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1.  X-linked susceptibility to mycobacteria is caused by mutations in NEMO impairing CD40-dependent IL-12 production 
The Journal of Experimental Medicine  2006;203(7):1745-1759.
Germline mutations in five autosomal genes involved in interleukin (IL)-12–dependent, interferon (IFN)-γ–mediated immunity cause Mendelian susceptibility to mycobacterial diseases (MSMD). The molecular basis of X-linked recessive (XR)–MSMD remains unknown. We report here mutations in the leucine zipper (LZ) domain of the NF-κB essential modulator (NEMO) gene in three unrelated kindreds with XR-MSMD. The mutant proteins were produced in normal amounts in blood and fibroblastic cells. However, the patients' monocytes presented an intrinsic defect in T cell–dependent IL-12 production, resulting in defective IFN-γ secretion by T cells. IL-12 production was also impaired as the result of a specific defect in NEMO- and NF-κB/c-Rel–mediated CD40 signaling after the stimulation of monocytes and dendritic cells by CD40L-expressing T cells and fibroblasts, respectively. However, the CD40-dependent up-regulation of costimulatory molecules of dendritic cells and the proliferation and immunoglobulin class switch of B cells were normal. Moreover, the patients' blood and fibroblastic cells responded to other NF-κB activators, such as tumor necrosis factor-α, IL-1β, and lipopolysaccharide. These two mutations in the NEMO LZ domain provide the first genetic etiology of XR-MSMD. They also demonstrate the importance of the T cell– and CD40L-triggered, CD40-, and NEMO/NF-κB/c-Rel–mediated induction of IL-12 by monocyte-derived cells for protective immunity to mycobacteria in humans.
doi:10.1084/jem.20060085
PMCID: PMC2118353  PMID: 16818673
2.  Novel self-epitopes derived from aggrecan, fibrillin, and matrix metalloproteinase-3 drive distinct autoreactive T-cell responses in juvenile idiopathic arthritis and in health 
Juvenile idiopathic arthritis (JIA) is a heterogeneous autoimmune disease characterized by chronic joint inflammation. Knowing which antigens drive the autoreactive T-cell response in JIA is crucial for the understanding of disease pathogenesis and additionally may provide targets for antigen-specific immune therapy. In this study, we tested 9 self-peptides derived from joint-related autoantigens for T-cell recognition (T-cell proliferative responses and cytokine production) in 36 JIA patients and 15 healthy controls. Positive T-cell proliferative responses (stimulation index ≥2) to one or more peptides were detected in peripheral blood mononuclear cells (PBMC) of 69% of JIA patients irrespective of major histocompatibility complex (MHC) genotype. The peptides derived from aggrecan, fibrillin, and matrix metalloproteinase (MMP)-3 yielded the highest frequency of T-cell proliferative responses in JIA patients. In both the oligoarticular and polyarticular subtypes of JIA, the aggrecan peptide induced T-cell proliferative responses that were inversely related with disease duration. The fibrillin peptide, to our knowledge, is the first identified autoantigen that is primarily recognized in polyarticular JIA patients. Finally, the epitope derived from MMP-3 elicited immune responses in both subtypes of JIA and in healthy controls. Cytokine production in short-term peptide-specific T-cell lines revealed production of interferon-γ (aggrecan/MMP-3) and interleukin (IL)-17 (aggrecan) and inhibition of IL-10 production (aggrecan). Here, we have identified a triplet of self-epitopes, each with distinct patterns of T-cell recognition in JIA patients. Additional experiments need to be performed to explore their qualities and role in disease pathogenesis in further detail.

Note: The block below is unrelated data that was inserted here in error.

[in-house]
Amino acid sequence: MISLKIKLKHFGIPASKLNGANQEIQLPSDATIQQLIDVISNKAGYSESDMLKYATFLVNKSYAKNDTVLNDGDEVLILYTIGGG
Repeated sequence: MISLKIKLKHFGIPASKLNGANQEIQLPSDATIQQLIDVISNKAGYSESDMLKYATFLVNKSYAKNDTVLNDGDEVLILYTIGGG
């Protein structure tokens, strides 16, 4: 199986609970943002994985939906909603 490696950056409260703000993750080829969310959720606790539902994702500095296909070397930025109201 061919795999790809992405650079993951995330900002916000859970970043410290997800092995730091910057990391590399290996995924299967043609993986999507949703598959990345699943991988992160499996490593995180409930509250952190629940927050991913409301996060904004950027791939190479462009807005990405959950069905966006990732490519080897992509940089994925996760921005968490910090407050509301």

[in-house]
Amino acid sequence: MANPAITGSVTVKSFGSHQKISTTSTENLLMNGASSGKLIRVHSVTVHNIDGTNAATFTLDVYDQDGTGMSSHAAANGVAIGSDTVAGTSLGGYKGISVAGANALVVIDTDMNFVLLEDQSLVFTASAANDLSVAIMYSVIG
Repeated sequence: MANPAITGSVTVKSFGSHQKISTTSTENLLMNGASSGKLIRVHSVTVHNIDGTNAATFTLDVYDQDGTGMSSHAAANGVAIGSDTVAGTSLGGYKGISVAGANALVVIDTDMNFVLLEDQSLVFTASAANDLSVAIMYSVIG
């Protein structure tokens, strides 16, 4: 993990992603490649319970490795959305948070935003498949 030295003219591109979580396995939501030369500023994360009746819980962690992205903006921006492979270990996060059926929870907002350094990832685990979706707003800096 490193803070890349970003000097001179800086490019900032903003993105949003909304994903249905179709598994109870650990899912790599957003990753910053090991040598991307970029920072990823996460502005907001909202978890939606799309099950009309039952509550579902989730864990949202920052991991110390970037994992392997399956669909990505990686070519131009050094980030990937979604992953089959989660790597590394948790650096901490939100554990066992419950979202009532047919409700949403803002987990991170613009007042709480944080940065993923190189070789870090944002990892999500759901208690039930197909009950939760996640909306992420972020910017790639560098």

doi:10.1186/ar2088
PMCID: PMC1794523  PMID: 17129378

Results 1-2 (2)